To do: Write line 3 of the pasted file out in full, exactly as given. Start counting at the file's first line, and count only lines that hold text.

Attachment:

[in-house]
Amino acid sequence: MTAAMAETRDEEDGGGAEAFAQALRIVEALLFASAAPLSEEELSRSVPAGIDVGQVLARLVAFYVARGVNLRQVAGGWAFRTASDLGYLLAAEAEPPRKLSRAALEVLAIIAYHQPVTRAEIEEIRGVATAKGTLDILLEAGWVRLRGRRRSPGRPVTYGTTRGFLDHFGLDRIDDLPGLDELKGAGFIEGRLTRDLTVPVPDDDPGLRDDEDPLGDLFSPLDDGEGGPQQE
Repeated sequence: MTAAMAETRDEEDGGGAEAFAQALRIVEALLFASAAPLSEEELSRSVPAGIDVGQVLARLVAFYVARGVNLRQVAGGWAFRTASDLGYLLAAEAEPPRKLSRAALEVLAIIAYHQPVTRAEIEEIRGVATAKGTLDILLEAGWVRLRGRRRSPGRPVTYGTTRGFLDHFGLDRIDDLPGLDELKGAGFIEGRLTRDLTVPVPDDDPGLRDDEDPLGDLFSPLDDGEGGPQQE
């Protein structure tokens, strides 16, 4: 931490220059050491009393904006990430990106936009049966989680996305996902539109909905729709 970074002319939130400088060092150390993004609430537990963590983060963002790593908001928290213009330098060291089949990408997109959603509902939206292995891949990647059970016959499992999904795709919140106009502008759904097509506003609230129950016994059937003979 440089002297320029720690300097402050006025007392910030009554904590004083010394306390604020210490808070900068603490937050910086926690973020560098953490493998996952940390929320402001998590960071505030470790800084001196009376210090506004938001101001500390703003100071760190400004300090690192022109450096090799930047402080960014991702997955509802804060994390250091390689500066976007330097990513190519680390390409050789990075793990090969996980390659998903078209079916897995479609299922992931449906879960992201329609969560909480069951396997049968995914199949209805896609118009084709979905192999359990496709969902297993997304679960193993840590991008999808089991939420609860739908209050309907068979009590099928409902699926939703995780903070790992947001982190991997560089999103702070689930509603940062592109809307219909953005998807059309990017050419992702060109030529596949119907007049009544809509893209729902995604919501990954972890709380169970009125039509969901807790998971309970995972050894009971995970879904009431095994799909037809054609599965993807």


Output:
Repeated sequence: MTAAMAETRDEEDGGGAEAFAQALRIVEALLFASAAPLSEEELSRSVPAGIDVGQVLARLVAFYVARGVNLRQVAGGWAFRTASDLGYLLAAEAEPPRKLSRAALEVLAIIAYHQPVTRAEIEEIRGVATAKGTLDILLEAGWVRLRGRRRSPGRPVTYGTTRGFLDHFGLDRIDDLPGLDELKGAGFIEGRLTRDLTVPVPDDDPGLRDDEDPLGDLFSPLDDGEGGPQQE